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Bulletin Singapore
61 (1): 95-99. 2009
Nepenthes pitopangii
Nepenthes pitopangii (Nepenthaceae), a New Species from
Central Sulawesi, Indonesia
Peti Surat 2507, Kuching, Sarawak 93750, Malaysia.
61 Lake Drive, Hamworthy, Poole, Dorset BH15 4LR, England.
P.O. Box 117, Corrimal, New South Wales 2518, Australia.
Botany Division, Research Center for Biology, Indonesian Institute of Sciences,
Cibinong Science Center, West Java, Indonesia.
A new Nepenthes species, N. pitopangii, from Sulawesi Tengah, is described.
Cheek and Jebb (2001) recognised eight species of Nepenthaceae for Sulawesi,
of which four species are endemic. These numbers are comparatively low
compared to the neighboring island of Borneo, where there are more
than 30 species, of which 70% are endemic. The lack of species richness in
Nepenthaceae in Sulawesi is yet to be examined in detail, but may be due to
a combination of biogeographical and ecological factors, or simply a lack of
detailed botanical exploration of the island.
In 2006, photos by Jonathan Newman of an unidentified taxon of
Nepenthes from Central Sulawesi, which were not readily assignable to
any presently known species, first appeared on the internet (http://www. Field visits to
the site in 2007 (S. McPherson and G. Bourke) and in 2008 (C. Lee and
S. McPherson), and examination of herbarium materials at Universitas
Tadulako, Palu (CEB) indicated that this plant represents a new species of
Nepenthes, which we describe below. The description that follows combines
measurements taken from the herbarium specimens at Universitas Tadulako
(which are sterile), with measurements of the inflorescence made from living
material in the field.
Nepenthes pitopangii Chi.C. Lee, S. McPherson, G. Bourke & M. Mansur,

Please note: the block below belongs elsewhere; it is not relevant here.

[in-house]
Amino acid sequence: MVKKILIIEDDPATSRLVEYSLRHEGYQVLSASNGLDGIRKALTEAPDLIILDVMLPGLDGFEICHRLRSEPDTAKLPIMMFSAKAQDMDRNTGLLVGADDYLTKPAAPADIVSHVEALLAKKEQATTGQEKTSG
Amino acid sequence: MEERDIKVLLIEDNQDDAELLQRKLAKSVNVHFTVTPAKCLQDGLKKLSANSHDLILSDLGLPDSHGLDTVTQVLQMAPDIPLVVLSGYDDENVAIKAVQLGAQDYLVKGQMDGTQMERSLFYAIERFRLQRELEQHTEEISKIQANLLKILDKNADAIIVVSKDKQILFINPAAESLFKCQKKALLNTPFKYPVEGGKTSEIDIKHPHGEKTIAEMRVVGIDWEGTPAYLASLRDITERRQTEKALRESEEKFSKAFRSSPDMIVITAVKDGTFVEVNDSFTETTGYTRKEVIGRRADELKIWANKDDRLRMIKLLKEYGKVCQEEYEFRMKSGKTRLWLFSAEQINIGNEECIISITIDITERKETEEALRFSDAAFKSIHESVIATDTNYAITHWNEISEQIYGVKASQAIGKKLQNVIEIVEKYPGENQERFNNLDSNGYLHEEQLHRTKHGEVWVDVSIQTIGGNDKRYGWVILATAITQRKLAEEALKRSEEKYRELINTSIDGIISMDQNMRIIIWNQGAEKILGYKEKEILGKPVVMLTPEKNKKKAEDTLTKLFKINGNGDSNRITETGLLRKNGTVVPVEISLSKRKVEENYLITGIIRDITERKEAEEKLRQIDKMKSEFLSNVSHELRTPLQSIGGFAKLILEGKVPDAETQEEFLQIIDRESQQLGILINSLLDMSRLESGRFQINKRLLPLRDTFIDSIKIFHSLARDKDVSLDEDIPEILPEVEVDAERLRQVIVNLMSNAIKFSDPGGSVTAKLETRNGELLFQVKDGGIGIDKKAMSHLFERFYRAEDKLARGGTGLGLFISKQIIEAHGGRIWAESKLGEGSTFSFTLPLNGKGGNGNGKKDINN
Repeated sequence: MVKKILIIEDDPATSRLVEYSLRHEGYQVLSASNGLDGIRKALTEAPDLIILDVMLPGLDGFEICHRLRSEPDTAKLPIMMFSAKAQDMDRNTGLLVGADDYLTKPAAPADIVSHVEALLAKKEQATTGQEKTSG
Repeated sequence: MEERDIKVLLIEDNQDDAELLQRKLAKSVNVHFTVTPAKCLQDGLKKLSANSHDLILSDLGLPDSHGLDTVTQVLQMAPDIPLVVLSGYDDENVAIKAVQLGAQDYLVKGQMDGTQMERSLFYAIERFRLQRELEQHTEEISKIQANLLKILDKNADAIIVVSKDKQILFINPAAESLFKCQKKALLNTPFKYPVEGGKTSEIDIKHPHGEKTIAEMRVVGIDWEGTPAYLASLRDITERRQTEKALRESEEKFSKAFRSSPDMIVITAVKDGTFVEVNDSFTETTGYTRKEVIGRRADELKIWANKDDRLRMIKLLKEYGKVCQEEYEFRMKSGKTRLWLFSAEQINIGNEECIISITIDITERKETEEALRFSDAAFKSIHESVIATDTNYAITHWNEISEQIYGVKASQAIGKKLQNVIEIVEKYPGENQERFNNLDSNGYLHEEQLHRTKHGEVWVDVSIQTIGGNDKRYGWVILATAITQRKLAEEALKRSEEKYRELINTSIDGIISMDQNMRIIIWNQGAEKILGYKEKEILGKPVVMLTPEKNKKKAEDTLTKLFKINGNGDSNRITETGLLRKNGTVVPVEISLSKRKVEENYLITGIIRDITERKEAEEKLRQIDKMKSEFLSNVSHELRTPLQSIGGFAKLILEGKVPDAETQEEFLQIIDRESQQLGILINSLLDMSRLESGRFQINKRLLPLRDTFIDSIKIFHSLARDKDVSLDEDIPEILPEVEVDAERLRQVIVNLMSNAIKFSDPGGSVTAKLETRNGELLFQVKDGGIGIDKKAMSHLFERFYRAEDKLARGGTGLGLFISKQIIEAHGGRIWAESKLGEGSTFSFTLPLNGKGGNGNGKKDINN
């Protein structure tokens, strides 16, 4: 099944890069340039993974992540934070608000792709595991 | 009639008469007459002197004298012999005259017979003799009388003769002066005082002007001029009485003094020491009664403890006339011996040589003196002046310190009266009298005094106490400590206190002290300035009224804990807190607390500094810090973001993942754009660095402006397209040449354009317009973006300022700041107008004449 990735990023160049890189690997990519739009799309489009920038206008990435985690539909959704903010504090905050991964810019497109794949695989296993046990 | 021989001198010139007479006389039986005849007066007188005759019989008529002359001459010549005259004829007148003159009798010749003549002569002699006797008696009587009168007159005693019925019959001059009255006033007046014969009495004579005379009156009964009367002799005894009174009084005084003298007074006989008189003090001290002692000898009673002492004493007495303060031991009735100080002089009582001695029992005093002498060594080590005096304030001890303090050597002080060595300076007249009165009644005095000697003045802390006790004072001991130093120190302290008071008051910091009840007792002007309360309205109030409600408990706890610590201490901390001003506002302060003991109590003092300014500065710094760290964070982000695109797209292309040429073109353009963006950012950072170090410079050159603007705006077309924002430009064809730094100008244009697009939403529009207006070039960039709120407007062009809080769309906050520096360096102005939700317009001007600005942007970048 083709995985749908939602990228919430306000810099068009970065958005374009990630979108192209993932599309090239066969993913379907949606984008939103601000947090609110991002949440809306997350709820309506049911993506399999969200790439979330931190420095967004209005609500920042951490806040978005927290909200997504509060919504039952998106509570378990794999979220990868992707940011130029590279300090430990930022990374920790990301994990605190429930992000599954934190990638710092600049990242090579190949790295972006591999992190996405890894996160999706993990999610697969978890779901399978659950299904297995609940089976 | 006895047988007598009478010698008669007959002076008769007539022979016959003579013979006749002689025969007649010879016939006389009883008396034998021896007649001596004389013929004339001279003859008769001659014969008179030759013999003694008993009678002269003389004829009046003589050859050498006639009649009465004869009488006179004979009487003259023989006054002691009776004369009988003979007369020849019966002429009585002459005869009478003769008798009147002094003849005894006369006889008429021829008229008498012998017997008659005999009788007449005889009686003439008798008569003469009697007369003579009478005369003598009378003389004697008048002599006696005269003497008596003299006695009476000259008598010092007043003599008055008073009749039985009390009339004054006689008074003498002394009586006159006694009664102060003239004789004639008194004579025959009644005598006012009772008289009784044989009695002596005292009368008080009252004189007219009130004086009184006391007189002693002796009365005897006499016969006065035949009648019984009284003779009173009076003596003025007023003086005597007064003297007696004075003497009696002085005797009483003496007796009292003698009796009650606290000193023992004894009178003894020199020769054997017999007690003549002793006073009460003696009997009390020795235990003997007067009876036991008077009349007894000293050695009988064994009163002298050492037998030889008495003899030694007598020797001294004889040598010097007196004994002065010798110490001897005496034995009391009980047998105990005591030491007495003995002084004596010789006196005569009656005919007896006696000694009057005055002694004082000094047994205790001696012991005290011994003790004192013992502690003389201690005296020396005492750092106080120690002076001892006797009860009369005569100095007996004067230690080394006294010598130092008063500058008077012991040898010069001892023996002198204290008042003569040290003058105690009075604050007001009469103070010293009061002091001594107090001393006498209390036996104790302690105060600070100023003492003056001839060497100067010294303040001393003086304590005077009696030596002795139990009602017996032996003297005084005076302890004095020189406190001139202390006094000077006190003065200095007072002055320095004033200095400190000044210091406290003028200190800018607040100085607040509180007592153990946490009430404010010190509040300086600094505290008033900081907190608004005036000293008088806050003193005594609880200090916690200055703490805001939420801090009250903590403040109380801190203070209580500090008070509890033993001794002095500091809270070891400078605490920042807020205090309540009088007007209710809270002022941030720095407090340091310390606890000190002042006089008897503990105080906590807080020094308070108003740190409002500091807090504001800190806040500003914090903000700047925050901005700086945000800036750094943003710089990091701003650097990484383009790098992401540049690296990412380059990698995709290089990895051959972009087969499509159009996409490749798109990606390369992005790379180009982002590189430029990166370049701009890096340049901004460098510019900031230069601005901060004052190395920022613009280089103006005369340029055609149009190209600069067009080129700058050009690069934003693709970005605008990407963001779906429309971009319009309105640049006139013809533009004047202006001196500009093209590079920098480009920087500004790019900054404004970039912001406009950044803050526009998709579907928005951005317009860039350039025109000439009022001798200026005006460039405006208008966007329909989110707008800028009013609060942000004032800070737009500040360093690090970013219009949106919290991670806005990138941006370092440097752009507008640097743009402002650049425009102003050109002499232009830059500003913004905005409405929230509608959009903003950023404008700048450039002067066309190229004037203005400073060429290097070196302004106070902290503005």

spec. nov.
Nepenthi glabratae similis sed ascidiorum superiorum infundibuliformium
Gard. Bull. Singapore 61 (1) 2009
alis reductis differt − Holotypus: Lore Utara District, Poso Regency, Central
Sulawesi, 30 May 2007, RP 2054 (CEB). Fig. 1.
Fig. 1. Nepenthes pitopangii. A. Climbing stem with upper pitcher and male inflorescence; B.
Male flower; C. Peristome teeth. All from living specimens. (drawing by Joseph Pao).
Nepenthes pitopangii (Nepenthaceae)
Terrestrial climber to ca 2 m tall. Climbing stems cylindrical to slightly
triangular in cross-section, particularly towards the developing shoot,
3-5 mm diam., internodes (4.1-) 6.4-9 cm long. Leaves of the climbing
stems chartaceous, sessile, lanceolate, apex acute, (10.1)11.5-14.4 (15.6)
cm long, (2)2.5-2.9 (3.4) cm wide; base clasping stem for about 2/3 its
circumference; longitudinal veins 3-4 on each side of the midrib, pennate
nerves inconspicuous; tendrils with a curl in the middle, 24-25 cm long.
Rosette pitchers unknown. Upper pitchers wholly infundibuliform, 3.8-4.5
cm high, 3.3-3.7 cm wide, slightly contracted just below the mouth; pitcher
mouth horizontal in front and slightly elevated towards the lid attachment;
peristome cylindrical, 1-3 mm wide, with distinct ribs, ca 0.45 mm apart, each
rib terminating in a blunt rounded tooth on the inner margin; interior of
pitcher without waxy zone, glandless immediately below peristome (ca 4
mm), otherwise evenly covered with glands ca 200 per cm2, yellow in color